The world’s first spectacles with temples were made by Edward Scarlett in Dean Street, Soho, in 1730. At around the same time, John Dolland, the son of a Huguenot weaver in Spitalfields, was busy creating the achromatic lens, building on earlier work by Sir Isaac Newton of Jermyn Street. These breakthroughs created a spectacle-making industry that endured for centuries, with British optical standards becoming the finest in the world. Spectacle makers Cubitts, have produced a short documentary telling the rise and fall of this once magnificent industry.
Over centuries, Britain developed a tradition of fine craftsmanship in hand-making frames from more noble materials, mainly gold. Tortoiseshell (or technically turtleshell) gained popularity in the 1920s, and craftsmen became well versed in the art of thin-slicing this beautiful but rare material.
The 1930s ushered in the golden age of design, with the favourite round-eye joined by the rest of the classic British cannon: oval, Quadra and Panto Round Oval – styles which have enjoyed a resurgence in the stylish man’s arsenal over the last few years with more and more metal frames featuring in the coming years. After WWII, factories returned to frame making. But buoyed by a new political urgency and appetite for change, rules were redrawn. In 1948, the National Health Service was established, and one of its key initiatives was to bring spectacles and optics to the masses. During 1949 – 1950, over 200 acetate frames from 90 suppliers were assessed and approved. 10-12 basic styles were approved, with joint, side and bridge variants. These were produced in huge numbers – millions of pairs a year.
Then in 1984, NHS spectacles were abolished, and producers like UK Optical lost their entire business overnight. With limited design and retailing experience, the producers struggled to diversify, and most soon went out of business. And the century ended with Britain a nation of frame retailers, rather than manufacturers. None of the British optical groups retained spectacle making facilities. And of the spectacle makers from a century before, only one remained – the Algha Works in Hackney Wick. In the decades that followed, the industry became dominated by a small number of high-street opticians, driven by clinical necessity rather than aspiration. And the handful of independent British brands looked to international markets to keep their businesses afloat.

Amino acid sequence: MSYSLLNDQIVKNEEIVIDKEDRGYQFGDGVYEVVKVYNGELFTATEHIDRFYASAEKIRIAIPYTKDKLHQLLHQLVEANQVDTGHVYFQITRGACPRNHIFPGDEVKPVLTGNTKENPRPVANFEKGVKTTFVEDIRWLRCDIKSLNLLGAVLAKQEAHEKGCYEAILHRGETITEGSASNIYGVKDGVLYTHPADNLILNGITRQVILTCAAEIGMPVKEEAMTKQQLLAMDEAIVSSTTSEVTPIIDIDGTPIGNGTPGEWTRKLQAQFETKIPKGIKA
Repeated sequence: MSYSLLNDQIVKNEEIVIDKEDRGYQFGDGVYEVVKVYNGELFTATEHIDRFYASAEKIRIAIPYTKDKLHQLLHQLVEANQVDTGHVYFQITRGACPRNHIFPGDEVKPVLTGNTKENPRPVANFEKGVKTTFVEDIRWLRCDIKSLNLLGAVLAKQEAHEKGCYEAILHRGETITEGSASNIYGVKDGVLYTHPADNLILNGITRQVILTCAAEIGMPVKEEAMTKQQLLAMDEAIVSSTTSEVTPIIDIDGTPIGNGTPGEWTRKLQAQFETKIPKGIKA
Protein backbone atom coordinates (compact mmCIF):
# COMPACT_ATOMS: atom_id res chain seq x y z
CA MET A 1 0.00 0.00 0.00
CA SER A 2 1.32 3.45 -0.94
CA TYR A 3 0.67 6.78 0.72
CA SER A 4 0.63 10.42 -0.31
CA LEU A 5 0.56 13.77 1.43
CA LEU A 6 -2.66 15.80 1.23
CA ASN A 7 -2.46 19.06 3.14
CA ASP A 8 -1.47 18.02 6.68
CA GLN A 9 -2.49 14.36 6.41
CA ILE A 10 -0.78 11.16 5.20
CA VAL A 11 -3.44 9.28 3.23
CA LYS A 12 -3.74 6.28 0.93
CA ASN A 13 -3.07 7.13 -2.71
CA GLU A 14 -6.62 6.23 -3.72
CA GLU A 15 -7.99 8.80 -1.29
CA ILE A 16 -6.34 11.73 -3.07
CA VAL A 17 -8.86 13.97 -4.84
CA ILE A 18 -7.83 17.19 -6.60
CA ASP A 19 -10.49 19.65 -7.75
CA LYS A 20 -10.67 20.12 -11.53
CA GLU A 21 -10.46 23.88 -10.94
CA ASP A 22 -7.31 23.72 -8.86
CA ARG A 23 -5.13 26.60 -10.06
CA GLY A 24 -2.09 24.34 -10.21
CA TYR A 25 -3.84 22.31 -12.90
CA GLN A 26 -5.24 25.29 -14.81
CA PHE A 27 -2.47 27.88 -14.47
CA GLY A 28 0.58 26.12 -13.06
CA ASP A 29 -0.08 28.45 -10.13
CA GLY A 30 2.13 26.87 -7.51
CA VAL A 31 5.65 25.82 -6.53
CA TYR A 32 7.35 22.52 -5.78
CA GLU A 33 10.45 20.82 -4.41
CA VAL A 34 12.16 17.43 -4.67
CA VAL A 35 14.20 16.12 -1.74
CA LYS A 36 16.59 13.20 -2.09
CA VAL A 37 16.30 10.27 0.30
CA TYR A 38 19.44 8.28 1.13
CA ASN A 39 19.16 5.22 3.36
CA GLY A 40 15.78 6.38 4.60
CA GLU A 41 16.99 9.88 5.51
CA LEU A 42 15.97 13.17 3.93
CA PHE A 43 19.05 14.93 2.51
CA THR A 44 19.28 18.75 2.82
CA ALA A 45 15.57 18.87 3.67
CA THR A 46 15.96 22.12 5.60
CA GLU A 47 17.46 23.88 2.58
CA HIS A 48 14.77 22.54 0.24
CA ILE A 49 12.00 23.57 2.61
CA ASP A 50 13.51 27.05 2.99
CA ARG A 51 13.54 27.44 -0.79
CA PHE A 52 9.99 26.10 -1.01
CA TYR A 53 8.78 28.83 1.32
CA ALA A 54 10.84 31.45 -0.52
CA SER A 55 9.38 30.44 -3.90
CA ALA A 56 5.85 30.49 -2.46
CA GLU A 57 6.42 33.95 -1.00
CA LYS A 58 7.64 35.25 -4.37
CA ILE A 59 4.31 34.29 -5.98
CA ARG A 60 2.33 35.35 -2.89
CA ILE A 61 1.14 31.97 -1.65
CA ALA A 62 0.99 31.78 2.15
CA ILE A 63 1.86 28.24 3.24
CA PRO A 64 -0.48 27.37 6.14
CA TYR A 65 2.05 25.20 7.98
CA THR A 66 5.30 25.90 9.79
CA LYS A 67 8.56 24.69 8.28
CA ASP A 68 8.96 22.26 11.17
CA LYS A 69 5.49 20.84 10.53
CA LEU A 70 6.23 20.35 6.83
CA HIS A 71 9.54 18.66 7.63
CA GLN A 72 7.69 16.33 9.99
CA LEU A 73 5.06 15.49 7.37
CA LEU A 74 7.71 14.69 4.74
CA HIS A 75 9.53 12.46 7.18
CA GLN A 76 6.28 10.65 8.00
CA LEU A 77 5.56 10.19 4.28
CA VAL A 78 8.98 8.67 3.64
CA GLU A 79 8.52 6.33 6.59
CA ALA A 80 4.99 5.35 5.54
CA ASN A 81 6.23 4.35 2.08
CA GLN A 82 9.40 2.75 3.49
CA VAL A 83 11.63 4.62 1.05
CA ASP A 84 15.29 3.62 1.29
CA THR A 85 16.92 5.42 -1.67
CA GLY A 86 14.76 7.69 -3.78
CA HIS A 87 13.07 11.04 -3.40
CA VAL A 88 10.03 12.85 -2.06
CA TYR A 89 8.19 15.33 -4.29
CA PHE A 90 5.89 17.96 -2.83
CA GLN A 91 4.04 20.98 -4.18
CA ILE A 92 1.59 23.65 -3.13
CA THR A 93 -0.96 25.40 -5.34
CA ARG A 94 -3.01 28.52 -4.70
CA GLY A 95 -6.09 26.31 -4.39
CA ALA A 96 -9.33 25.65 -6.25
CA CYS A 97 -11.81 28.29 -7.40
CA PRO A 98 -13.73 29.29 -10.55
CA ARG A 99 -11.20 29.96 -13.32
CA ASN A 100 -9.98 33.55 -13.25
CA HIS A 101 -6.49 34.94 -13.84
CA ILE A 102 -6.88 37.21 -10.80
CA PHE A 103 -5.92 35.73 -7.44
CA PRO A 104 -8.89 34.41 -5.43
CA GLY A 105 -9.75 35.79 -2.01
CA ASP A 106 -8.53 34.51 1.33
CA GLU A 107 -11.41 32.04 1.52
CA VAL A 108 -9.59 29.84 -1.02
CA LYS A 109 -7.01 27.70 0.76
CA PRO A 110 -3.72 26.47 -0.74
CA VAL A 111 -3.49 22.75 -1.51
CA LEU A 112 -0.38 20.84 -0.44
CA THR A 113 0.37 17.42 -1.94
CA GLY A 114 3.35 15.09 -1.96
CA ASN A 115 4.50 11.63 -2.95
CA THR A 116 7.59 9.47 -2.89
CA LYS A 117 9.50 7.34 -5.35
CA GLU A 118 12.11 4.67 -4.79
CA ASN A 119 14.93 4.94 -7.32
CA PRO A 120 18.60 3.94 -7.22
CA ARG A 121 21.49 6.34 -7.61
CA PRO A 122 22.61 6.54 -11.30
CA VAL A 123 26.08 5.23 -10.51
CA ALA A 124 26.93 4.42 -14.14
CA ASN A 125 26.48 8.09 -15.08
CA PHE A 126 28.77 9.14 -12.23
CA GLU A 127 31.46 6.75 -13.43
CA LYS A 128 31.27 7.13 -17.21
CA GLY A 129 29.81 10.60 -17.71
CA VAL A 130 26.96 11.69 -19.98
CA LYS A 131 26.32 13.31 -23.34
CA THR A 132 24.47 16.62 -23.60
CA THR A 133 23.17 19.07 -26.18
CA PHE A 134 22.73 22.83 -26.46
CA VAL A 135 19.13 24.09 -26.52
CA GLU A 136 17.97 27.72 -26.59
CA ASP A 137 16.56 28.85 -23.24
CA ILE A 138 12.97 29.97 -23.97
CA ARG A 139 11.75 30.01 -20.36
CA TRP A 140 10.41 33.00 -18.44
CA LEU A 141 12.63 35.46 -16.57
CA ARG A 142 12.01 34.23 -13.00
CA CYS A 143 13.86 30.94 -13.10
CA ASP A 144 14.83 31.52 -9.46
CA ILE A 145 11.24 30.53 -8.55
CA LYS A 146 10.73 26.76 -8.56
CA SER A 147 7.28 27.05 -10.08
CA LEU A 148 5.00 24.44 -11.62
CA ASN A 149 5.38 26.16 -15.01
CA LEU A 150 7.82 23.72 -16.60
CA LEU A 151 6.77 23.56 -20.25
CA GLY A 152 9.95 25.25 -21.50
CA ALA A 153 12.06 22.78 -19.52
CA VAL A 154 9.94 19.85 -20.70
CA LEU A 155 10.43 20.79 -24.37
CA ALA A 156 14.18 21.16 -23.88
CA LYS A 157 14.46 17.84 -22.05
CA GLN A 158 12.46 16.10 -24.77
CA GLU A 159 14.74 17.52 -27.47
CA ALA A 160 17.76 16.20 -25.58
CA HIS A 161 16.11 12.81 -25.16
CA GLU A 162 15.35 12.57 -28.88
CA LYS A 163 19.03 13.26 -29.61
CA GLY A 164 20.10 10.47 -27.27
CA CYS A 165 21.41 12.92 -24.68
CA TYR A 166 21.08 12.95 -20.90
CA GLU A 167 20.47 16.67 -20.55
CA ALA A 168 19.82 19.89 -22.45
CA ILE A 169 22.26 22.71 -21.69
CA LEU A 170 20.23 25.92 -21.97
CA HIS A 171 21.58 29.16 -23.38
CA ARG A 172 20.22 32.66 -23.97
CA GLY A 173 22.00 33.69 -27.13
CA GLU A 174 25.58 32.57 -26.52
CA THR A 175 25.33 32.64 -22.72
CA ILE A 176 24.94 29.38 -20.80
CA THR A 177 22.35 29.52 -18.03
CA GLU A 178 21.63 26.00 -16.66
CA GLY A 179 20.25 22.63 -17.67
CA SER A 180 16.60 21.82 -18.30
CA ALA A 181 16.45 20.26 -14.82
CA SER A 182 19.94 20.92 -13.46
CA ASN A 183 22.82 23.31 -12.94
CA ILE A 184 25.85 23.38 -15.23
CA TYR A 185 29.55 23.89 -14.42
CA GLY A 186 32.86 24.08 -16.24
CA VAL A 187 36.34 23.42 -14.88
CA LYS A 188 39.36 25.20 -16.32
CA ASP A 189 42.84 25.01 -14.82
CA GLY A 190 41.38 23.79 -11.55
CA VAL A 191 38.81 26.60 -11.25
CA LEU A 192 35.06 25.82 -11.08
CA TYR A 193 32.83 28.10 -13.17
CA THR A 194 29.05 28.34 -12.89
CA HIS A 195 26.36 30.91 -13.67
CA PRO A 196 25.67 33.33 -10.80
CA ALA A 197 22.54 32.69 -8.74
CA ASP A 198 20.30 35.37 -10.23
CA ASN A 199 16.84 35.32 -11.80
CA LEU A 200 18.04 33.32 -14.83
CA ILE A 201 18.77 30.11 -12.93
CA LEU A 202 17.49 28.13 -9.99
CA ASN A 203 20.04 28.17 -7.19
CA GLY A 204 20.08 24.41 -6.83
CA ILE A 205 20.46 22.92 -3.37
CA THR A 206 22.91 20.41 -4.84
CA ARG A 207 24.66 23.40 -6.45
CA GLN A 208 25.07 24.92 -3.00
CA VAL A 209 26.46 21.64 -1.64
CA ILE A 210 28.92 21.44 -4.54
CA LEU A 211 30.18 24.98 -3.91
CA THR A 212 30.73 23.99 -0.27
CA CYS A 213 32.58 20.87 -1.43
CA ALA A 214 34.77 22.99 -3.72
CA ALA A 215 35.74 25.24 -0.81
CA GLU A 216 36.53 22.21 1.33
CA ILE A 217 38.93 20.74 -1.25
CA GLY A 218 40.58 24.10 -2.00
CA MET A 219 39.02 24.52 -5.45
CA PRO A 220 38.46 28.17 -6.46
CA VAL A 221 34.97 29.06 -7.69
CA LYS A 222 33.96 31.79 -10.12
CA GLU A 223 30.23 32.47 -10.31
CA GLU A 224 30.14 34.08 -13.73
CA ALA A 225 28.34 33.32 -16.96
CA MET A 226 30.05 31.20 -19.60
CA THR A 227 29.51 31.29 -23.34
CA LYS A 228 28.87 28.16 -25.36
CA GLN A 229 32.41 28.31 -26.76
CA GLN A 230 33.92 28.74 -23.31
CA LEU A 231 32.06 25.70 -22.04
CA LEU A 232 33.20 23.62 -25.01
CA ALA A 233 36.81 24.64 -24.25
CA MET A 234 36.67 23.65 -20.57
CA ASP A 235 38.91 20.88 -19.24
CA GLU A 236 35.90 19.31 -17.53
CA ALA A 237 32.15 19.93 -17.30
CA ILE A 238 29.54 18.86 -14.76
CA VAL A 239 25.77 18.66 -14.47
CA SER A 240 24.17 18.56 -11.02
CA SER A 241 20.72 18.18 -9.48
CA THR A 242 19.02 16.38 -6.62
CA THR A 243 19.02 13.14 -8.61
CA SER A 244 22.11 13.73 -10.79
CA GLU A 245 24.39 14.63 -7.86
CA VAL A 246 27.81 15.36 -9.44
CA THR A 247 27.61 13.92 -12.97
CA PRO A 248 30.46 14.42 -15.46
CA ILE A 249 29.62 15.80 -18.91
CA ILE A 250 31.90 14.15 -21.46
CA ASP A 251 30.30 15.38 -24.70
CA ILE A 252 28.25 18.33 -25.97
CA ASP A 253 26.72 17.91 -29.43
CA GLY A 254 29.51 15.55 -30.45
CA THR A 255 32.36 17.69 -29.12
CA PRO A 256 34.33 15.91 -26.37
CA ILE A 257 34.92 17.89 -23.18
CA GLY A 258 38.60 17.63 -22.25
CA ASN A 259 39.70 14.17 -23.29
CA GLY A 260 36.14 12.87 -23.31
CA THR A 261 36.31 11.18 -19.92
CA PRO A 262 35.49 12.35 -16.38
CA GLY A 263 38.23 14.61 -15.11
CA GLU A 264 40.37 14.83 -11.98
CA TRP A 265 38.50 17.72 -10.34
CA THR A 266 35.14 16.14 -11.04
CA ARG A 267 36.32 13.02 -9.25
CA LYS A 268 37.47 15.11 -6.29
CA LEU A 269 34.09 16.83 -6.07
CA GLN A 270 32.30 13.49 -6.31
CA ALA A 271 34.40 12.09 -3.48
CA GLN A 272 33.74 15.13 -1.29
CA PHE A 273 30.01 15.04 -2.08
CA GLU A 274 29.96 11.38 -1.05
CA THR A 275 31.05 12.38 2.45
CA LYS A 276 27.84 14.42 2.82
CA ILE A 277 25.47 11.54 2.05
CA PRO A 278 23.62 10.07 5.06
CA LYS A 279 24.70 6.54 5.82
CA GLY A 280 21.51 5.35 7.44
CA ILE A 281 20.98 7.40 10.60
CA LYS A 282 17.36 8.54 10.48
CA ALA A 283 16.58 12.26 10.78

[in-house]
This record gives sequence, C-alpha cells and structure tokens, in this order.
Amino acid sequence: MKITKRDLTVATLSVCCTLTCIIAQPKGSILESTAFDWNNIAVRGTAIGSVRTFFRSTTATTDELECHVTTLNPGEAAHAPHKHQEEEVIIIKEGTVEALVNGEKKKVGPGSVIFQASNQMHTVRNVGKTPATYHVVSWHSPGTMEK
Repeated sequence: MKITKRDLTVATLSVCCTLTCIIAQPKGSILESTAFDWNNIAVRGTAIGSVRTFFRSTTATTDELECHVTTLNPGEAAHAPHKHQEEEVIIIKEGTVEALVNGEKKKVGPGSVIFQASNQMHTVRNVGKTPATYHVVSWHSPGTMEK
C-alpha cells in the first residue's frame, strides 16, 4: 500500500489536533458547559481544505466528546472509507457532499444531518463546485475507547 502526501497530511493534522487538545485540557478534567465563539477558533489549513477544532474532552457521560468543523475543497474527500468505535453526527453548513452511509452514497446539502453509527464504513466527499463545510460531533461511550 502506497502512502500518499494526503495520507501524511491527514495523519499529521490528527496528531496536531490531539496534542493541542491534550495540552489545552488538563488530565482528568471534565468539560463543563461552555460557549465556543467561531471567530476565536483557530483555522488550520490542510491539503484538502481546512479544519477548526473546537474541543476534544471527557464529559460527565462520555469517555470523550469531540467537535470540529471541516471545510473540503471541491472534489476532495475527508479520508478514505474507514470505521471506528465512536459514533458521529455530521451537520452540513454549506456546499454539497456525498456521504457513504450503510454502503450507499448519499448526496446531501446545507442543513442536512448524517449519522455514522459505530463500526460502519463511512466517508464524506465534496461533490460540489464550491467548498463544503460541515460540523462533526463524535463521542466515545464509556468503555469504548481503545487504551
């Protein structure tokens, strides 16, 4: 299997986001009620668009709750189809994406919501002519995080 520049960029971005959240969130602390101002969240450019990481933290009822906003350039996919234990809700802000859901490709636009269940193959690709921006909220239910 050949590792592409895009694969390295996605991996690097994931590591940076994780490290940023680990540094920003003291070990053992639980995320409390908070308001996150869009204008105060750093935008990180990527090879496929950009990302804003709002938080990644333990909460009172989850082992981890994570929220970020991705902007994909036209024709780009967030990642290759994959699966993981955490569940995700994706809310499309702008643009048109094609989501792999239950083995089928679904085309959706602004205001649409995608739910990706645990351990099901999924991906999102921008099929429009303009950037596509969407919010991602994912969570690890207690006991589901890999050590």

But signs of change are afoot. The spectacle, once seen as a mere medical accoutrement, is now firmly an aesthetic accessory. And new breed of opticians is emerging, designing and creating their own frames for an increasingly discerning wearer. Cubitts have just opened the first spectacle-making workshop in London in three generations, offering made-to-measure and bespoke spectacles, alongside their ready to wear range.
“It must be remembered that he had never seen America before, and more importantly he had never seen that sort of tortoise-shell spectacles before; for the fashion at this time had not spread to England. Otherwise the man was exquisitely dressed; and to Brown, in his innocence, the spectacles seemed the queerest disfigurement for a dandy. It was as if a dandy had adorned himself with a wooden leg as an extra touch of elegance.” – Chesterton, G.K. 1926. The arrow of heaven. From the collection The incredulity of Father Brown.